Maria Bellova – the first Slovak doctor fought against disease and prejudice

With the beginning of the 20th century, major changes were taking place in the field of medicine. With this, there was a growing interest in medical work. This was also the case for women but they had to fight for their position in hospitals. This is confirmed by the story of Maria Bellova. 

At the beginning of the 20th century, women in white coats were rather the exception in several European countries. Slovak patients were also waiting for their first doctor. Many women have shown an interest in their treatment but their desire for a medical mission has been frustrated by prejudice. Maria Bellova, however, has chosen to face up to the disadvantages of the social situation at the time and to win the right to seek treatment. 

Her father was her biggest supporter

A native of Liptovsky St. Petra was born in 1885 into the family of the Evangelical vicar S. Bell. It was her father who played a key role in Mary’s medical mission. It all started with a home study of Latin, followed by a local school and an extra lyceum study at Banská Štiavnica, which the girls were unable to attend at the time. Mary only went to school for exams, which she always did well. After graduation, she decided to study medicine. Even then, her father played an important role, taking advantage of the contacts and getting her to the medical faculty in Budapest, despite the lack of school management. 

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She wanted to help the sick

A courageous student felt the desire to become a doctor at an early age. She had always wanted a job that she could help with, and it was the medical profession that seemed to her to be the best form of help. The watershed moment was the sight of sick Liptov natives returning from construction work in Budapest with tuberculosis. The disease then spread to their families, and many succumbed to it due to lack of health care. After that experience, she was determined to devote her life to medical work, even though she knew she would have to fight for it. 

She wasn’t fighting only against diseases

The first difficult moments came immediately during her studies in Budapest, where she joined four other women in 1905. Unlike these female students, she was in a rather more difficult position, to which the Slovak nationality subscribed. Not only did the professors not trust that the woman could handle anatomical studies, they often made her feel that Slovak students did not possess the intellect that Hungarian students did. The situation was further exacerbated by the national and emancipation activities organized by students from Slovakia. In spite of all the prejudices and ridicule, in 1910 she successfully graduated, making her the first Slovakian woman to receive a general practitioner’s degree.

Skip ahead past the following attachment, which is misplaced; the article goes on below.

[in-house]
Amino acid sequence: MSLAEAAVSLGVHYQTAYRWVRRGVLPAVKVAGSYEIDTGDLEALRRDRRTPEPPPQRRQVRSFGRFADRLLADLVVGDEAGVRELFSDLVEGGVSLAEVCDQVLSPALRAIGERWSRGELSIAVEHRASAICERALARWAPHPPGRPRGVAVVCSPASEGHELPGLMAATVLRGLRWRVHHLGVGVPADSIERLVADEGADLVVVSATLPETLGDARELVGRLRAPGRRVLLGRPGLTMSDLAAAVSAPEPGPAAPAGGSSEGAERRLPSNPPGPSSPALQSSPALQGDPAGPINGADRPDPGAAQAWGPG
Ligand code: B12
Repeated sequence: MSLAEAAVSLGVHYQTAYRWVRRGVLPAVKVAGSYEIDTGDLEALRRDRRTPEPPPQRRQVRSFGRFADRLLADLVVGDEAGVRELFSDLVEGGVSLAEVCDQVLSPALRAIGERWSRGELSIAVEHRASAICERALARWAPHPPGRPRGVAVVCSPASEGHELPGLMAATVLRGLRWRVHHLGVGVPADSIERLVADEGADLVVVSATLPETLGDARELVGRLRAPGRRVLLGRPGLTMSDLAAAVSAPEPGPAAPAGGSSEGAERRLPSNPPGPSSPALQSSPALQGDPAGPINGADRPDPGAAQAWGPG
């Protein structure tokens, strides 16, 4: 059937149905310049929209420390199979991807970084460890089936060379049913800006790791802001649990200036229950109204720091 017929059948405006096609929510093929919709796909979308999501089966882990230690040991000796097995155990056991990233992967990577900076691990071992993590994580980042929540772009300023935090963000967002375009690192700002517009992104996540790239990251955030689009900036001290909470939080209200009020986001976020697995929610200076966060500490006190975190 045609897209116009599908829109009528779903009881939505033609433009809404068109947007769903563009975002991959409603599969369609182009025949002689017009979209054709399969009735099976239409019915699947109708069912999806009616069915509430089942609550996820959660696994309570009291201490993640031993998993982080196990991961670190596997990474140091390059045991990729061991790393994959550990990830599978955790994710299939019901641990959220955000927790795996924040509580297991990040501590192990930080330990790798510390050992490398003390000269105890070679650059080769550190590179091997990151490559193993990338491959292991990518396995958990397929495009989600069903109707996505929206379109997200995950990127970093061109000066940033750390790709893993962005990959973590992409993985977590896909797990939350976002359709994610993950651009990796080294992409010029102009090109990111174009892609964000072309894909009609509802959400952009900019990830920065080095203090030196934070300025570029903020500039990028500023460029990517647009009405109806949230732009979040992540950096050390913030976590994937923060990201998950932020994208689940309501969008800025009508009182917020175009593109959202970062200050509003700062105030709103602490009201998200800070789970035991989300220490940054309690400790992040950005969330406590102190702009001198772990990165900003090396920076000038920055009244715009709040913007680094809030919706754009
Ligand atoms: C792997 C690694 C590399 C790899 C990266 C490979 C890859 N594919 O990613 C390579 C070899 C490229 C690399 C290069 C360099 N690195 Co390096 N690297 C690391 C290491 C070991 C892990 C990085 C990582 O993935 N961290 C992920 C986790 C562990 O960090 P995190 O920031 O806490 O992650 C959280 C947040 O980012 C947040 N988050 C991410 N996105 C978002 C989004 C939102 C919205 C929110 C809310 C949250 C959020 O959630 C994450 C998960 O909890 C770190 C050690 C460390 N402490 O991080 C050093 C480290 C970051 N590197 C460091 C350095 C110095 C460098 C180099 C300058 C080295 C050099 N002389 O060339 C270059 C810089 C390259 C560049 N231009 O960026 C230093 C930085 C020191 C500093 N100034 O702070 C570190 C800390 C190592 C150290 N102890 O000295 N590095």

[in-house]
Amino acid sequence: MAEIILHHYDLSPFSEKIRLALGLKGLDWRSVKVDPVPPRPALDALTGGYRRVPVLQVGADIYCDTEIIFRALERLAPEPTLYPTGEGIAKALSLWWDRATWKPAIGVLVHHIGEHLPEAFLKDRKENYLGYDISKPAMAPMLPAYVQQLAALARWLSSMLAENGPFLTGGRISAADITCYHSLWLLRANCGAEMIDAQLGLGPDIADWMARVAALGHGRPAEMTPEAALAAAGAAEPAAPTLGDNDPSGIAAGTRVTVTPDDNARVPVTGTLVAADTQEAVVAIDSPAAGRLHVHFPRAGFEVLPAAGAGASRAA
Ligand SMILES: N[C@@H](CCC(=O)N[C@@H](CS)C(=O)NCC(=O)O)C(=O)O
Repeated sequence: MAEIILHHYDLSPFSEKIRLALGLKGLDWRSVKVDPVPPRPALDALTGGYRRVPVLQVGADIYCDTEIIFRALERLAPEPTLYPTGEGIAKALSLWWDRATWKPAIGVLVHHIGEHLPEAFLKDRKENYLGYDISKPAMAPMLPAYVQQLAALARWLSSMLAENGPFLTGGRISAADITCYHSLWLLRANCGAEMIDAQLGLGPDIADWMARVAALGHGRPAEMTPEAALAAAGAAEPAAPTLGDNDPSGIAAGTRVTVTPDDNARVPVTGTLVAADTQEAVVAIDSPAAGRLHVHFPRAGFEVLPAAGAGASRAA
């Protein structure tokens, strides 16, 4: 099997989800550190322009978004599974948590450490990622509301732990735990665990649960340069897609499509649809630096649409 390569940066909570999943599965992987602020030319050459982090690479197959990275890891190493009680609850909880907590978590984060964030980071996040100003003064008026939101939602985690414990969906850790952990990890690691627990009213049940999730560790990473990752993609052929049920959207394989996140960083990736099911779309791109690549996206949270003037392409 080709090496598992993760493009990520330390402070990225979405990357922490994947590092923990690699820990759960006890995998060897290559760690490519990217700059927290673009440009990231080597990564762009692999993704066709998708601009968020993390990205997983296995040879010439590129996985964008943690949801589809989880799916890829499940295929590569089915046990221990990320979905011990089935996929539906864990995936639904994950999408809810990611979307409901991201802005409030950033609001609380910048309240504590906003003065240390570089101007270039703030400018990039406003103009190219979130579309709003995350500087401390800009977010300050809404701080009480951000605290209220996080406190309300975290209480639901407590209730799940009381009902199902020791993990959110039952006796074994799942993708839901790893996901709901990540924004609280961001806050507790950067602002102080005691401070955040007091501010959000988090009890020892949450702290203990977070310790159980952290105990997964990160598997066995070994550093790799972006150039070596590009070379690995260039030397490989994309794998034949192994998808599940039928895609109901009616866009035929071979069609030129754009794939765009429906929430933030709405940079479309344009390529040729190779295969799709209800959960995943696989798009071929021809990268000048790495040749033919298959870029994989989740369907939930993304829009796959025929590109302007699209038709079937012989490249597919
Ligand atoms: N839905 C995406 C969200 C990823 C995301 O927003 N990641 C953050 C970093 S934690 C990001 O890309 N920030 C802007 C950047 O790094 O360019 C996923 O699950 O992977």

Medical career of Maria Bellova: 

– after graduating from Pécsi, she worked in Psychiatry for more than a year 

– After stopping in Pécsi, she spent half a year in surgery in Trenčín 

– In 1913, she worked as an intern in Berlin 

– In addition to her experience, she completed study visits to Paris and Brussels

– subsequently embarked on a medical career in the Romanian Targu Mures 

– was a military doctor in Romania during World War I

– in 1920 she returned to Slovakia to hospital in Košice 

– 5 years later, she joined a TB treatment facility in the Tatras

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She specialized in tuberculosis

Maria Bellova’s desire to help people suffering from tuberculosis finally came true. After years of experience and a medical career, she began to suffer from lung problems, which led her to accept a job in Dolny Smokovec where she joined the CBC Children’s Institute in 1925. She first worked as a regular child doctor looking after sick children but later took the place of the primary responsible for running the entire institution. However, aid to sick children filled her, so she stayed in the High Tatras until 1957, when she retired and moved to a family in Moravia, where she lived for 16 years.

In 1973, Maria Bellova´s life story was over. However, as an inspiration to young doctors, she is still an example to this day. The native of Liptov was not only the first Slovak doctor. In particular, she is honored by her working attitude and her willingness to devote herself fully to her mission, which has made her one of the best medical years not only in Slovakia.


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